An atheist and his family: “Mom, I’m going to hell”
I’ve been doing this for a long time now..
Several years of swimming against the tide; wading through a constant stream of hate mail; switching blog addresses whenever things get too hot to handle.
I’ve been an outcast on multiple levels. I somewhat pride myself for being a Pakistani who is essentially the death of all stereotypes. I’m an atheist and a bisexual and a feminist and a far-leftist and an extremely introverted personality. My complexion is significantly fairer than most of my fellow citizens. Even my BMI makes me an outlier (I literally do not “fit in”). If only I did not share the same race as most Pakistanis, I would’ve been Minority-Bot 4000.
I am a circumstantial fighter, not a natural one. I’ve been fighting on way too many fronts at the same time, and I’ve forced myself to morph into a callous, foul-mouthed keyboard warrior against my better judgement. My most well known battle is the one for at least partial acceptance of atheists. But I’ve also been fighting for LGBT rights, which is something personal to me. As an introvert, I’ve been fighting the insufferable Pakistani social system where distant relatives keep crawling out of the woodwork, and forcing themselves in your private lives. Joint-families, and what not. I’ve been fighting fat prejudice, which many people don’t even realize is a real thing.
All in addition to the usual work, domestic and relationship problems that normal people think is such a big fucking deal. And all of this in the Islamic Republic of Pakistan: a country worthy of being the permanent cover for Intolerance Weekly.
I am acutely aware of this piece starting to sound like a brazen pity-party. But I don’t care. It’s my goddamn blog, and I feel an irrepressible urge to barf it all out.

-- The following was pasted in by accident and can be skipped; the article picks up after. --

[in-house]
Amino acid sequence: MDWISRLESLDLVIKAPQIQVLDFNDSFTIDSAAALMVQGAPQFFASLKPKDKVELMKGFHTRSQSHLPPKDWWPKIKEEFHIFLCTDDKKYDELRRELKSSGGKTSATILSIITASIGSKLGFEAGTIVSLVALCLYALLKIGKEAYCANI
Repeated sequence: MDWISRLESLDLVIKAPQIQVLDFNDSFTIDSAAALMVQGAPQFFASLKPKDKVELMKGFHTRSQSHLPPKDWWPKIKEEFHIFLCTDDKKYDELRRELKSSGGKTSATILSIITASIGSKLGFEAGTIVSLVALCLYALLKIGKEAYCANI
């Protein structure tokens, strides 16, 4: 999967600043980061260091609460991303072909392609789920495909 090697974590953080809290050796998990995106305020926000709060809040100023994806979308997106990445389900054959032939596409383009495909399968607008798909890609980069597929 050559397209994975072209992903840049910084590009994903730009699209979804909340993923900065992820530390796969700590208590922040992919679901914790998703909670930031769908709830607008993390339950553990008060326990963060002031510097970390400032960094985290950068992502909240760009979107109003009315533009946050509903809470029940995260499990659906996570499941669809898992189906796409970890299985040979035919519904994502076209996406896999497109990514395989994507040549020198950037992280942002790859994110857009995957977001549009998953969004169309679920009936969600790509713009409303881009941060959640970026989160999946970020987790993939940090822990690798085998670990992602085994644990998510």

What gets to you, ultimately, is not your fight with strangers. It’s the war within your own home that drains the soul out of you. I can spill out an ocean of words supporting gay rights, condemning the harassment of atheists (and non-Muslims in general), against the prevailing social structure where a person’s life is expected to revolve around marriage and baby-making. But not a whisper emerges from my lips when I face my family.
How do I tell my parents I’m atheist? I decided not to, and validated my discretion with the idea that my coming-out would do little to impact the course of my life anyway. It would just cause them a great deal of heartache. Because even though I don’t believe in hell, my mother clearly does. More pressingly, how do I tell them I’m bi, and that I might enter a relationship with a dude? That I might not even get married and give them the grandchildren they sorely want.
Even if, IF, I manage to run away from this country, what about the foot I have to saw off in order to escape? My family, and their expectations?
I wish all of this had just been activism, the ramblings of a rebel. Because then I would’ve had a choice to stop. What I do is only secondarily about our movement(s), and primarily about my own survival. My constant need to oppose the existing legal system, and the collective psyche of the people, does not stem from masochism, boredom or a plain anti-social personality. Swimming against the tide is just the only way I can swim.